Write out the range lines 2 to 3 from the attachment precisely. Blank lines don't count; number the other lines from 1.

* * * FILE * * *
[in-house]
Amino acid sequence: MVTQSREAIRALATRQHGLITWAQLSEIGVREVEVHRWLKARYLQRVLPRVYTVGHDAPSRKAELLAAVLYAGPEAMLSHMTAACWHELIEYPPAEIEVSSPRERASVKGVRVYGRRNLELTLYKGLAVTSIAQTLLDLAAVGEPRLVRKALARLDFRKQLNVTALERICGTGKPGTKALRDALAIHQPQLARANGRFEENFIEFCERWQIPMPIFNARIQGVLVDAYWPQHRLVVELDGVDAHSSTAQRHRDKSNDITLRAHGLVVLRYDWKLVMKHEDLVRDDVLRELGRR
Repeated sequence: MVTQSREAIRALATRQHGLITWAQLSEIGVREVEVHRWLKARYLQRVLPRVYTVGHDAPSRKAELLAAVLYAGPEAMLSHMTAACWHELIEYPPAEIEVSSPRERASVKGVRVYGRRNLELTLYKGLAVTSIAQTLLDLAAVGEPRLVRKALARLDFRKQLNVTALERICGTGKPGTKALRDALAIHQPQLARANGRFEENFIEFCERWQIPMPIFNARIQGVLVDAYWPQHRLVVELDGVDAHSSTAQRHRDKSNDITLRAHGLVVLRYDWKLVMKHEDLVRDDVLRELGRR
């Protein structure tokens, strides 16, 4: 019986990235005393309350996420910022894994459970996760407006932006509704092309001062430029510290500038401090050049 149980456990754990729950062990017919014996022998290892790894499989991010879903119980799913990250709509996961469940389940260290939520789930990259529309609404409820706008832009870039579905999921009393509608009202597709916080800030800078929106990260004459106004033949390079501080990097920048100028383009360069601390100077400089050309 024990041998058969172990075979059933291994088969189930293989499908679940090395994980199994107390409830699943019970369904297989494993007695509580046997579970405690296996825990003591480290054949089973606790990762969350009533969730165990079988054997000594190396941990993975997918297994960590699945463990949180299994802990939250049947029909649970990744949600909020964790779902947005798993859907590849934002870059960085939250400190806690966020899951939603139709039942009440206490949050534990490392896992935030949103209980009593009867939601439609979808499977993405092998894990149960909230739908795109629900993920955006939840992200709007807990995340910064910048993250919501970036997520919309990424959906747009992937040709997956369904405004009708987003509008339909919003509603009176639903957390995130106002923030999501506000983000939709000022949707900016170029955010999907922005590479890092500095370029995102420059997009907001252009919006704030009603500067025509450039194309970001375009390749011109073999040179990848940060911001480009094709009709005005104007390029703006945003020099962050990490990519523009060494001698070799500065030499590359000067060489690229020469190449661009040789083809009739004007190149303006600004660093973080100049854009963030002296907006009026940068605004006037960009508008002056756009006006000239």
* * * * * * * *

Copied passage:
Amino acid sequence: MVTQSREAIRALATRQHGLITWAQLSEIGVREVEVHRWLKARYLQRVLPRVYTVGHDAPSRKAELLAAVLYAGPEAMLSHMTAACWHELIEYPPAEIEVSSPRERASVKGVRVYGRRNLELTLYKGLAVTSIAQTLLDLAAVGEPRLVRKALARLDFRKQLNVTALERICGTGKPGTKALRDALAIHQPQLARANGRFEENFIEFCERWQIPMPIFNARIQGVLVDAYWPQHRLVVELDGVDAHSSTAQRHRDKSNDITLRAHGLVVLRYDWKLVMKHEDLVRDDVLRELGRR
Repeated sequence: MVTQSREAIRALATRQHGLITWAQLSEIGVREVEVHRWLKARYLQRVLPRVYTVGHDAPSRKAELLAAVLYAGPEAMLSHMTAACWHELIEYPPAEIEVSSPRERASVKGVRVYGRRNLELTLYKGLAVTSIAQTLLDLAAVGEPRLVRKALARLDFRKQLNVTALERICGTGKPGTKALRDALAIHQPQLARANGRFEENFIEFCERWQIPMPIFNARIQGVLVDAYWPQHRLVVELDGVDAHSSTAQRHRDKSNDITLRAHGLVVLRYDWKLVMKHEDLVRDDVLRELGRR